Reading by Osmosis You know ¯

    My sister osmoted The Mill on the Floss ,
    a marvelous book, and gave us a gloss:
    concerning a man named John Stuart Mill
    with terrible teeth that made him quite ill.
    Why¯oh, why¯wouldn’t he floss?

    My brother osmoted The Lord of the Rings ,
    a story of insects with thousands of wings¯
    or was that a book called Lord of the Flies ?
    Oh, well, we’re getting wise
    by learning the things that osmosis now brings.

    We’ll juggle the books Little Women and Men
    (they’re all about dwarves in a mountainy den)
    and throw in a copy of Watership Down
    (concerning a boat and some sailors who drown),
    and then¯we’ll run to the bookstore again.

Or so at least I said in some verses in FIRST THINGS called "Reading by Osmosis." (That issue is now available online, and you can see the whole poem here .)

Of course, I was kidding, kind of. But it turns out that maybe I shouldn’t have been. The phenomenon is too much even for the most frivolous of New York’s many newspapers, the weekly peach-colored rag known as the Observer , and in the recent issue, columnist Simon Doonan notes that books are the latest fashion accessory among the beautiful women of New York and Hollywood’s glittering classes. Or, in the distinctive headlineze of the Observer : "Books Are the New Black! Sylphs Tote Fat, Unread Tomes."

"This season," Doonan says, "it’s all about faking it¯i.e., carrying around the ‘It’ book but not actually bothering to read it. Improving-your-image-by-deluding-others-into-thinking-you’re-reading-something-meaningful is the new black. It’s the literary equivalent of the Live 8 concerts, where you don’t have to actually do anything (e.g., read the book or give to the poor)¯you just have to appear to care."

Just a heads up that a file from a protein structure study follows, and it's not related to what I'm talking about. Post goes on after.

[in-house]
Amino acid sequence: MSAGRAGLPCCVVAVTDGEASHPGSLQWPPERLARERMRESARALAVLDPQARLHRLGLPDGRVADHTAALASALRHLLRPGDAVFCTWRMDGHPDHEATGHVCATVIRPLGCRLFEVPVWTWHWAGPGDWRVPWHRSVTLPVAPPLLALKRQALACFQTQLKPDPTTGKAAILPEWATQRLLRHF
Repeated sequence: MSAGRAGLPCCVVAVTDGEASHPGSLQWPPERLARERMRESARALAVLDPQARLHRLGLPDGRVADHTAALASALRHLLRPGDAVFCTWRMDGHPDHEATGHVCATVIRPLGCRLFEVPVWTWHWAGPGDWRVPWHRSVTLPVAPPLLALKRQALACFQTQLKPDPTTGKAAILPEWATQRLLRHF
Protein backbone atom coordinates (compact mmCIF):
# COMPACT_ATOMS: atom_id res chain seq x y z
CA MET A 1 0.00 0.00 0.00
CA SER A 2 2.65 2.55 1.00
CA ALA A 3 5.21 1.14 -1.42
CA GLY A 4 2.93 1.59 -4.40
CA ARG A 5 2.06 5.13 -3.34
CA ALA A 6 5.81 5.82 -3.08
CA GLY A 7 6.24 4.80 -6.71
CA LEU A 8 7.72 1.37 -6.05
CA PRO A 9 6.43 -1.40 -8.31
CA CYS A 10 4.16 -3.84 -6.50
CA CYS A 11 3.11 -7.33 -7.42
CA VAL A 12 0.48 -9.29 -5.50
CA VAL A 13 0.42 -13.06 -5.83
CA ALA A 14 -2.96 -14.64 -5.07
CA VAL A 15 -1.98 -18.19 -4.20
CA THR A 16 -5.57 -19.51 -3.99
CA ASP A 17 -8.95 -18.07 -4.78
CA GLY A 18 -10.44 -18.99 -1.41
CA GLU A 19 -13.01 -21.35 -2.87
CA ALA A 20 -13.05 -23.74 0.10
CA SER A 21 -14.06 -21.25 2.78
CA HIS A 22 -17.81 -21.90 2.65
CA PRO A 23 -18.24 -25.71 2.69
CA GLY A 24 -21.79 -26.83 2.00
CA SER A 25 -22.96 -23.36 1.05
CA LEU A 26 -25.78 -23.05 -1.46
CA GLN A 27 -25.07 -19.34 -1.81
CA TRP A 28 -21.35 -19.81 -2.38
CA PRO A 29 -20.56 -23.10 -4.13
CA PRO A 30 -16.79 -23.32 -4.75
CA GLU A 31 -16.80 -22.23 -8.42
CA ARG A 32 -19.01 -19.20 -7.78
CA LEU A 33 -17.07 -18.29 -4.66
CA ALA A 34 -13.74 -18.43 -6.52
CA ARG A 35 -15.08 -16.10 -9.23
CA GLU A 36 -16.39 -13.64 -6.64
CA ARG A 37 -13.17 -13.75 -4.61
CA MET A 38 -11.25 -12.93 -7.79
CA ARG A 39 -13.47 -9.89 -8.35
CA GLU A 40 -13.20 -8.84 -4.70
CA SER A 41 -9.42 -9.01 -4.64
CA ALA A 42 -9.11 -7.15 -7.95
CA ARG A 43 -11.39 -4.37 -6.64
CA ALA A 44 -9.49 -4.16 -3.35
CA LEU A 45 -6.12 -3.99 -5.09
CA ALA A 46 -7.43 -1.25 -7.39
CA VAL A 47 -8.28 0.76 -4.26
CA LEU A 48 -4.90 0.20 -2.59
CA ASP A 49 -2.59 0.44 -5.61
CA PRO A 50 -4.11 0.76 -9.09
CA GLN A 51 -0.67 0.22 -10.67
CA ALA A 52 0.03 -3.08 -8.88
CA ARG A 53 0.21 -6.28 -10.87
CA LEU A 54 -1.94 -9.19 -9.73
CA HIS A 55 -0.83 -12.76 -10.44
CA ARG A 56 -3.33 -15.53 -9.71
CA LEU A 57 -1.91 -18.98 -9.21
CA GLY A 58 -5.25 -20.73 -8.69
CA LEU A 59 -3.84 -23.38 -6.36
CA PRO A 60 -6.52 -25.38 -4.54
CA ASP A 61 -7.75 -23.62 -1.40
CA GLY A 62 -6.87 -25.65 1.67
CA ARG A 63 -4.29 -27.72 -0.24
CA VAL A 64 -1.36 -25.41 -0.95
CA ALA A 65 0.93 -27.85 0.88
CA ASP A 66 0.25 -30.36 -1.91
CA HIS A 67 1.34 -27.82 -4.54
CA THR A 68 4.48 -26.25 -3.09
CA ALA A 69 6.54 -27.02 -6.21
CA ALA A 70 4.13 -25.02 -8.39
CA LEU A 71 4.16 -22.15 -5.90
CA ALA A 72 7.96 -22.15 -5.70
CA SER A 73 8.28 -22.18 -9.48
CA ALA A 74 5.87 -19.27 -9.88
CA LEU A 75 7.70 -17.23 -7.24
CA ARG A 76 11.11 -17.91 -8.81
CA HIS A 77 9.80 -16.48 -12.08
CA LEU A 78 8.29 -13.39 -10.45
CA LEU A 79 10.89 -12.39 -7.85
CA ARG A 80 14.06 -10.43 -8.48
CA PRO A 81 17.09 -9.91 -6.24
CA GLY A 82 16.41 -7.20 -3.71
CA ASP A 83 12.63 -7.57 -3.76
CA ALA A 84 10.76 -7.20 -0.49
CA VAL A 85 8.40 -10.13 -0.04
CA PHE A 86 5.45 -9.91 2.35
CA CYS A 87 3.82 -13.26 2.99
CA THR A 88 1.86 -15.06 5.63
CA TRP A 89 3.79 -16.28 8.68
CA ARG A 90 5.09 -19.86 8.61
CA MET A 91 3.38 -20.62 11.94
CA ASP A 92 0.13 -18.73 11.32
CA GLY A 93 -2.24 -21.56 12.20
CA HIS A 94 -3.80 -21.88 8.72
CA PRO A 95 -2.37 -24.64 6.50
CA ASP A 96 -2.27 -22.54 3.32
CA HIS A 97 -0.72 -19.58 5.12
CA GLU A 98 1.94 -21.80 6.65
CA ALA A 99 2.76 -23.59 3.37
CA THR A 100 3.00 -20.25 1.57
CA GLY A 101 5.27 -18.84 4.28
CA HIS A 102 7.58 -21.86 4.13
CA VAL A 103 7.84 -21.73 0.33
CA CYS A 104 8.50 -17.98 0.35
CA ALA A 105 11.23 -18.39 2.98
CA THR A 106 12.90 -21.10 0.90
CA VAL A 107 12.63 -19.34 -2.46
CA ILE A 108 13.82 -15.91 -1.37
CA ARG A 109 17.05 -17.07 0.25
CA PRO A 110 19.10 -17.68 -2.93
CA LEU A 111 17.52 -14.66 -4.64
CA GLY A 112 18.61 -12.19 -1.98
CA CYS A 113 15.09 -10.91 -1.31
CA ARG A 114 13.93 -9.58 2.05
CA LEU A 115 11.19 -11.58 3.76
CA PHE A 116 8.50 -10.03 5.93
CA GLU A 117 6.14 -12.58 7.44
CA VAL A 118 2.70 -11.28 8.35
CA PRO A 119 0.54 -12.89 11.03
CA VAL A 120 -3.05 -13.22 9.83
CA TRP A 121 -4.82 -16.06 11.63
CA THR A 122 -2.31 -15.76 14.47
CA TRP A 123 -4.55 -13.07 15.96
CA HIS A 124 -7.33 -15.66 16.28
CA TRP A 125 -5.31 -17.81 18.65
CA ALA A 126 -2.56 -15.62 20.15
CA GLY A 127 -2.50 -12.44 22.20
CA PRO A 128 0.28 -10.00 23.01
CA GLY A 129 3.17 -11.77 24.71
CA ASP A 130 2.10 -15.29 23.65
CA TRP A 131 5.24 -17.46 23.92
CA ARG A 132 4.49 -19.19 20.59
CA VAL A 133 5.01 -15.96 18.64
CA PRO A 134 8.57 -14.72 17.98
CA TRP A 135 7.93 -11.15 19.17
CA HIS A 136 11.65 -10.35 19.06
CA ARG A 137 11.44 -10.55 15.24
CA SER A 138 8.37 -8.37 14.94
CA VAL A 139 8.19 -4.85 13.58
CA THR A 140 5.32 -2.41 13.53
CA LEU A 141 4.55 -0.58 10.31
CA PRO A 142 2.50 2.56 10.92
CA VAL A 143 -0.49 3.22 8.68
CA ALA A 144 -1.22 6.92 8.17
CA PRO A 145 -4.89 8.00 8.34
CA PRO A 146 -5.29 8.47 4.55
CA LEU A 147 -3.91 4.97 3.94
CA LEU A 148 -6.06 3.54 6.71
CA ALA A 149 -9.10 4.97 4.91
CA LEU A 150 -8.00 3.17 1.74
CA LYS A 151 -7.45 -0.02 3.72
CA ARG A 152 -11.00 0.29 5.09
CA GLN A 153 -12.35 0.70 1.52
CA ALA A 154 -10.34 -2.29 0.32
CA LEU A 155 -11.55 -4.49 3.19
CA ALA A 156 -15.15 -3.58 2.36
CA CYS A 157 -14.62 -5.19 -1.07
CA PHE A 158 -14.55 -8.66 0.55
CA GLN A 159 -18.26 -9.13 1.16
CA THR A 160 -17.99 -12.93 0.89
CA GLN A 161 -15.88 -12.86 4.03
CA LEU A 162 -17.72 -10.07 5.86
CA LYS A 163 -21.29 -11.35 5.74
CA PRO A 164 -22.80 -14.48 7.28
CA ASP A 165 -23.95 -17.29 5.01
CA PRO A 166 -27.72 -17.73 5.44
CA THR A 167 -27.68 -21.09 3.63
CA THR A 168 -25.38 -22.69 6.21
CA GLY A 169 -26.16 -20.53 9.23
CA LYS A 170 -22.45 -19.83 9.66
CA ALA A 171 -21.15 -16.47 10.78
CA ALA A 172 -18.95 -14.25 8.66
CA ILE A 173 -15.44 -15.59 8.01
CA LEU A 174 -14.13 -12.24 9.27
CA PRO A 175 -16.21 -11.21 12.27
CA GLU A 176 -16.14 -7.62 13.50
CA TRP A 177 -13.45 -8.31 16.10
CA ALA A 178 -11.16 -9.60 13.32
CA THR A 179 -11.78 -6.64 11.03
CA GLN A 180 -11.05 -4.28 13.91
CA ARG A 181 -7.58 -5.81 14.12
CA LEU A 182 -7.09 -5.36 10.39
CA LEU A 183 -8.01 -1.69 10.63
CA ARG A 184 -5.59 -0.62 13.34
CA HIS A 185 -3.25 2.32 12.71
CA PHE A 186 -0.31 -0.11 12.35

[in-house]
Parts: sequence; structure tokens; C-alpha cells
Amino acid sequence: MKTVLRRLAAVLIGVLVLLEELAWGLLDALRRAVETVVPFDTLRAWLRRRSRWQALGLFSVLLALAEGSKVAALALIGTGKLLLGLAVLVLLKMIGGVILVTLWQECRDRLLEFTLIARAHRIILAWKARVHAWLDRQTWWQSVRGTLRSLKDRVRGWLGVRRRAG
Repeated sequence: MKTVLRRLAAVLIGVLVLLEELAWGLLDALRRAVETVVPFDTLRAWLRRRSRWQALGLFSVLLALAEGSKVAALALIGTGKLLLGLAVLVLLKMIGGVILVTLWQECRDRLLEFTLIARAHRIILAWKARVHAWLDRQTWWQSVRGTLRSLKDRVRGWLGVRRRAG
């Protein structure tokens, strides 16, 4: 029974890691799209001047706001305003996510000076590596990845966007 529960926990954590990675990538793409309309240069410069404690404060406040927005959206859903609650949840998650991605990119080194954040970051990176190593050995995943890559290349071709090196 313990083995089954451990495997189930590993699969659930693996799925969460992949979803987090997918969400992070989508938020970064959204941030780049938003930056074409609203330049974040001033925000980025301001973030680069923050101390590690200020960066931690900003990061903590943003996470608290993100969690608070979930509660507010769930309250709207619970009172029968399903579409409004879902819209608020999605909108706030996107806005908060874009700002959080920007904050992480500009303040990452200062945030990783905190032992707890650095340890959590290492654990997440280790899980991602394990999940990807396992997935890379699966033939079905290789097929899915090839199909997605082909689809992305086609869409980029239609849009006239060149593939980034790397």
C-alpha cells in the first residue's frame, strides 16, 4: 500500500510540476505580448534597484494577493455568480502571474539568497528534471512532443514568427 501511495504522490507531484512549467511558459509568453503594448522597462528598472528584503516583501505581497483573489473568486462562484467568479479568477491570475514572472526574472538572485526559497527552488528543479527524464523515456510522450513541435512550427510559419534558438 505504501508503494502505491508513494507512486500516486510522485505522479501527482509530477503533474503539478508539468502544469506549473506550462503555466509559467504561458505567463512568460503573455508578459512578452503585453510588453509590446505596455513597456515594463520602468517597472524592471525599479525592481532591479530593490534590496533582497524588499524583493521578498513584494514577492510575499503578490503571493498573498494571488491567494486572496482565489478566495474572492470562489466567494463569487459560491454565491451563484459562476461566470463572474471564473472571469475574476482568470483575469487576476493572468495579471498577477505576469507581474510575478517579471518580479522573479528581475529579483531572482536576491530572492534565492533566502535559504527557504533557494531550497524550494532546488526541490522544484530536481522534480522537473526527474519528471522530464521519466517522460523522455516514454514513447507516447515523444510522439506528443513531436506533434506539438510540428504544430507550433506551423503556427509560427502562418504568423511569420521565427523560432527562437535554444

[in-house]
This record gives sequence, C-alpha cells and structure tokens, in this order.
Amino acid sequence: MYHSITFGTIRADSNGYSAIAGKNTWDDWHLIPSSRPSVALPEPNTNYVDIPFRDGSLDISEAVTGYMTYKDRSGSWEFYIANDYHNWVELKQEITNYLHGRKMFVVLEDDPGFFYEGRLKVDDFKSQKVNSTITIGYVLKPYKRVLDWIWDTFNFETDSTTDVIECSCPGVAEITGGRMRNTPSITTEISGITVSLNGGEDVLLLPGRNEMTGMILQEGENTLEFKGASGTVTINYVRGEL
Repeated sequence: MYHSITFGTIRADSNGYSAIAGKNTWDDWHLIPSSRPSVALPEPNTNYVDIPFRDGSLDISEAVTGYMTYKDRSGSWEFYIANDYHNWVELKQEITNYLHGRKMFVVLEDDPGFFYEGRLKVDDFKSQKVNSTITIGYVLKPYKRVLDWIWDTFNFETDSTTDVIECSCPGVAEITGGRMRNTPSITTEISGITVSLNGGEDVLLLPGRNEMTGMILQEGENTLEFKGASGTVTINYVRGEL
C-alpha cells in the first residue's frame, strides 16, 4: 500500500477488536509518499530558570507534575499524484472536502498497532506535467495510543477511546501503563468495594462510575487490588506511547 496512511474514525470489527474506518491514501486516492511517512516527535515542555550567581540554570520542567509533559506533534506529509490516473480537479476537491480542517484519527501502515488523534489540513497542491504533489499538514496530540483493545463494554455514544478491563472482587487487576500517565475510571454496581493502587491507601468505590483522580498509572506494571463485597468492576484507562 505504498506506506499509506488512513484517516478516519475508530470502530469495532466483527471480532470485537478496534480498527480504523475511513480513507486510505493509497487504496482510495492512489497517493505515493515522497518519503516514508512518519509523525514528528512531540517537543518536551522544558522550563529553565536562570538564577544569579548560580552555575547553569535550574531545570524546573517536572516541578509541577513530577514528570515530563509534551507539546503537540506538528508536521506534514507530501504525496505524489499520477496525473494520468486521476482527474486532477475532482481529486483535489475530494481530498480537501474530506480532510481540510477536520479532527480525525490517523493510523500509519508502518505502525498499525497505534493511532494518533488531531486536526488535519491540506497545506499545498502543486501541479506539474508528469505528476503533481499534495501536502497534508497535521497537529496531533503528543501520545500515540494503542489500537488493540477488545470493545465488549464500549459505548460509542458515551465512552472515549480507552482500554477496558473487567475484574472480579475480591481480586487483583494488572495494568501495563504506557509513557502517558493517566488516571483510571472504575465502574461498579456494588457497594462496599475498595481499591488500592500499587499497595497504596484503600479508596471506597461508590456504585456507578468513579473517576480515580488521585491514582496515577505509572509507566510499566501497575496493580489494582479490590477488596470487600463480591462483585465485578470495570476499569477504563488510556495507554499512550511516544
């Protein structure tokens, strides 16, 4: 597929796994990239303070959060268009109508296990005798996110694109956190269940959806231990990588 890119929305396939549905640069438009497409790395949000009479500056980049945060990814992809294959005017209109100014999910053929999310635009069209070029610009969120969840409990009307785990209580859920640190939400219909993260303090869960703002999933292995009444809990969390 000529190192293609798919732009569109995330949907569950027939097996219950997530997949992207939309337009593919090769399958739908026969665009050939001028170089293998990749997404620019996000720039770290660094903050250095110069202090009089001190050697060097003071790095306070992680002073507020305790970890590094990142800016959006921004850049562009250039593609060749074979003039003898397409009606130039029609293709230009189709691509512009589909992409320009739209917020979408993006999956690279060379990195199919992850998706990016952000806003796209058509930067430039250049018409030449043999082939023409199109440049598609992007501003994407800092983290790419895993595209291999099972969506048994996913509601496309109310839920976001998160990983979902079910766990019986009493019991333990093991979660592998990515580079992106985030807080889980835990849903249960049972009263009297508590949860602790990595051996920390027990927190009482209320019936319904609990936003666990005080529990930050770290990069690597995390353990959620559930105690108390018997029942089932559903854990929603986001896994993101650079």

But maybe books are even better for the purpose, since they do¯when chosen carefully for the colors of their dust jackets¯accessorize beautifully with the latest fashion trends in clothing: "Ariel Levy’s Female Chauvinist Pigs suggests that you, the carrier, might be au courant with the latest twists and turns in feminist philosophy, to mention nothing of the fact that it looks great with this season’s black clothing. Meanwhile, the rich vintagey look of Mao: The Unknown Story , by Jung Chang and Jon Halliday, works well with this seasons’ denim and velvet looks."

I admit to my share of reading by osmosis. There’s a category of tomes I call "Books You Know Too Well to Bother Reading"¯which is to say, the volumes that occupy such an iconic place that you never get around to opening them. A classic example is Thomas Malthus’ Essay on the Principle of Population , a book I sometimes think no one except Gertrude Himmelfarb has read, though everyone says they know what it’s about. In fact, the entire poem "Reading by Osmosis" is dedicated to those, like me, who know the names of many more authors than we’ve ever actually read.

But I confess that one thing I’ve never considered is choosing a book for how well its cover goes with my clothes. This takes osmoting literature to a whole new level. I think my own wardrobe goes best with, maybe, one of those creased and tattered 1960s covers that Scholastic Books used to put on children’s books, like the ones Charles Geer did for The Mad Scientists’ Club .

Meanwhile, the elegance of our FIRST THINGS Junior Fellow Mary Ruiz suggests she might wish to accessorize with The Penguin Classics Library Complete Collection , "more than 1000 of the Greatest Classics (Paperback)," which she will be able to get as soon as she comes up with the $7,989.50 (but with free shipping!) that Amazon.com wants for it. Our other Junior Fellow, the more casual John Rose, seems difficult to shop for, but the rich red of Martin Marty’s pocket biography Martin Luther might do the trick, providing crimsony accents to the denim look John has chosen. And for Fr. Richard John Neuhaus, the new black is, well, the old black¯worn, interestingly, with a touch of white at the throat. Surely there’s some book that goes with that.

Then there are all of FIRST THINGS subscribers. What book cover is right for you? (And please don’t say that the magazine is something you read only by osmosis¯although, with the brighter colors we’ve been using recently, I will say that the issues accessorize beautifully, darling, beautifully.)

Articles by Joseph Bottum

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